Overall, the restaurant industry has around a 75% employee turnover rate. However, franchises tend to see significantly higher turnover rates compared to the industry average, with fast food industry location turnover double that at 150%. For example, Panera's turnover rate is reportedly nearing 100%, while Domino's is recovering from a reported 107% turnover rate.

Among the reasons for such high turnover is the constant demand for employees at these restaurants (which allows dissatisfied employees to easily find work elsewhere) and the reliance on younger and less specialized labor pools, which typically have less incentive to stay at a franchise for years on end.

How to solve it

There is a two-pronged approach to managing turnover at your franchise: better hiring and better retention programs.

Working at a franchise seems like a good idea to aspiring restaurant workers due to brand recognition, but this can unfortunately attract some less-than-qualified candidates because of their perception of convenience. Make sure you've put the time in to find and hire the right people, such as sourcing candidates proactively and asking the right restaurant interview questions.

“As people continue to come back into the hospitality workforce, restaurant owners need to think about implementing creative incentive plans that can help them get staffed up quickly and then keep successful employees long-term,” says Ryan C. Whitfill, partner at Culhane Meadows.

7. Potential for brand dilution

One last common franchise problem is market saturation of the same restaurant. Believe it or not, Chick-fil-A made more per location than McDonald's and Starbucks combined in 2020, according to this QSR report. And that's with 15% fewer operating days a week!

There's a long list of reasons why, but the volume of locations is certainly towards the top of that list. Chick-fil-A operates one store for about every six McDonald's or Starbucks, and about every 10 Subways. With fewer stores, each Chick-fil-A becomes more unique, and by extension, draws more of a crowd to that specific location.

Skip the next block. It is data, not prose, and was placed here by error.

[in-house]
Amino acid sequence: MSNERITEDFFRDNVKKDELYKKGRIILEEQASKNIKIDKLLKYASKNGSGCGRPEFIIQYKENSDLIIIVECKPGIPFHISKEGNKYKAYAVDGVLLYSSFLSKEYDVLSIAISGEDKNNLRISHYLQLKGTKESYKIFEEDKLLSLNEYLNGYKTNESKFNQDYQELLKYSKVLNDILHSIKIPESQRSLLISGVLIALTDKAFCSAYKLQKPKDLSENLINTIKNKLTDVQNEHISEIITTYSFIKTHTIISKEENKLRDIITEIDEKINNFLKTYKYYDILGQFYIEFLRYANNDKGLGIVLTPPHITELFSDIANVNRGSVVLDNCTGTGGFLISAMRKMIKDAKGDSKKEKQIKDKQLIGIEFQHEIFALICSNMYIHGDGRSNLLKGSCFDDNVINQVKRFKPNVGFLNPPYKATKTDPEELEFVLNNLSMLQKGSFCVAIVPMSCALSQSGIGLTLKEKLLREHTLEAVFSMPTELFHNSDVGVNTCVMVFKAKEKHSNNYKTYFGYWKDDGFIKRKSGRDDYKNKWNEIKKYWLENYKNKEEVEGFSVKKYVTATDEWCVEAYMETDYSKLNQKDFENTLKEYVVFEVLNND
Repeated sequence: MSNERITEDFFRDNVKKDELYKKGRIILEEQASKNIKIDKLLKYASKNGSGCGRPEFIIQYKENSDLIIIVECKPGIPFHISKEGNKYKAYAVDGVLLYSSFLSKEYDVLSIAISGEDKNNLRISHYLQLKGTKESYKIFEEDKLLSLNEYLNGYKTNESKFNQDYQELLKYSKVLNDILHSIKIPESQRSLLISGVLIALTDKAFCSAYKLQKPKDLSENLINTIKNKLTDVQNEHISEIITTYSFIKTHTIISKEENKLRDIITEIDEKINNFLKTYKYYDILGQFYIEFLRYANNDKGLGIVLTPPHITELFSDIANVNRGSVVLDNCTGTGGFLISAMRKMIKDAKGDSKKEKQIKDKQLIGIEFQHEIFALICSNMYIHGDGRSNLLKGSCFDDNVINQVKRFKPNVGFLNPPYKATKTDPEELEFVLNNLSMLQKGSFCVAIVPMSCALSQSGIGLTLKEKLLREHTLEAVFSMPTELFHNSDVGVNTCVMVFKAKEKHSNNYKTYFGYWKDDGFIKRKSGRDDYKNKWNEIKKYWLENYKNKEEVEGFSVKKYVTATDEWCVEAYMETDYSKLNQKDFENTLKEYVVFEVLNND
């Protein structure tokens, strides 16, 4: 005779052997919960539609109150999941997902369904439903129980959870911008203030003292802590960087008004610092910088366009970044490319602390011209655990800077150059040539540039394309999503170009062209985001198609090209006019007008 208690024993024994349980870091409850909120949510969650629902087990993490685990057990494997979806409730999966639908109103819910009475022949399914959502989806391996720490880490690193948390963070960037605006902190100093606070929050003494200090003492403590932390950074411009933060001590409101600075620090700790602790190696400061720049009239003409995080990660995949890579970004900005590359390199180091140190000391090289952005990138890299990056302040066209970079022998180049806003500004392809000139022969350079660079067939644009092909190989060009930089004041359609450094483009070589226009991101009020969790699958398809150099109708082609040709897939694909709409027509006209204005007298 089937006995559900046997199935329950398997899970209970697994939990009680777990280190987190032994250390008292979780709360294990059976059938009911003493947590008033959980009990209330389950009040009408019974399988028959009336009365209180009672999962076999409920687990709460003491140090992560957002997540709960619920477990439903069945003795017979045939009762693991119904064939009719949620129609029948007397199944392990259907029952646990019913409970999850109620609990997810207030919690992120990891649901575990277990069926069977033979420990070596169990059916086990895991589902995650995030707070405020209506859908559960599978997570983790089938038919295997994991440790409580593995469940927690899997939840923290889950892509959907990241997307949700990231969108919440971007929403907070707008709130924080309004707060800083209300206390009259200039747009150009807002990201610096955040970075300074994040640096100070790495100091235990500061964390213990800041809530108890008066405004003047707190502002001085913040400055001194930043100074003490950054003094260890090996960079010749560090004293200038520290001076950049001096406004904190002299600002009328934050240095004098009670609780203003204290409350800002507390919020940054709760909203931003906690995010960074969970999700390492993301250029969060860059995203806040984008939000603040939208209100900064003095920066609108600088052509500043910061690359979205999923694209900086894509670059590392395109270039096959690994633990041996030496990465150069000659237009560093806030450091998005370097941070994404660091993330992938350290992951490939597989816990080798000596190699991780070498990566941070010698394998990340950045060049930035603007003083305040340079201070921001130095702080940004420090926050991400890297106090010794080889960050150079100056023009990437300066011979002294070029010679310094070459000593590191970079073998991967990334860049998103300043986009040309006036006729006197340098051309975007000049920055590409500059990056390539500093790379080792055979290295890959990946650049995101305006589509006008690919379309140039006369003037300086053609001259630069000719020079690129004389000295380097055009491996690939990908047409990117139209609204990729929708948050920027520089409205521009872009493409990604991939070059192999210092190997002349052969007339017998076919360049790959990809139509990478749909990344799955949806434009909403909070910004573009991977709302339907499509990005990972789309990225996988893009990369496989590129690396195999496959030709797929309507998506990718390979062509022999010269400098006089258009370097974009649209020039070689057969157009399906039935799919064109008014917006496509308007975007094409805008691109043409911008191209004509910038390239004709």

If you're operating a franchise restaurant (more specifically, a franchise fast food restaurant), you can expect strong sales due to your brand recognition and convenience, but you should also be aware of your potential market share. This comes from knowing how close another restaurant with your same name and menu is.

If there is an excessive number of locations of your restaurant in your city or town, this can take away from its novelty and potentially dent your sales. After all, being one of two McDonald's in town seems a lot more financially enticing than being one of seven McDonald's in that exact same town, doesn't it?

How to solve it

Before opening a franchise, conduct a feasibility study to see how you'll stand out in the area you're looking to open up shop in. Forcing yourself to sit down and consider your sales forecasts compared to costs-and what role other franchise locations could play in those predictions-can help you choose the best spot to maximize sales.

Offer great customer service and food quality, so this is reflected in your online reviews and word of mouth. People may pick your location over another one nearby.

Facing Your Franchise Problems

Although opening and operating a restaurant franchise comes with its own unique challenges, most of them can be solved with a mindset shift, a new process, or a phone call to your corporate office. Your franchisor is counting on you to keep sales strong so everyone can take home a paycheck, so don't be afraid to reach out for support and a clear ask to ensure everyone ends up better off.

It can also be much easier to succeed when you use integrated tools like restaurant scheduling software and a POS. Understanding how you can solve problems within your own store like controlling labor costs and simplifying scheduling will let you gain a foothold on the daily challenges you'll face as a franchisee.

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AJ Beltis
AJ Beltis

AJ Beltis is a freelance writer with almost a decade of experience in the restaurant industry. He currently works as a content manager at HubSpot, and previously as a blogger at Toast.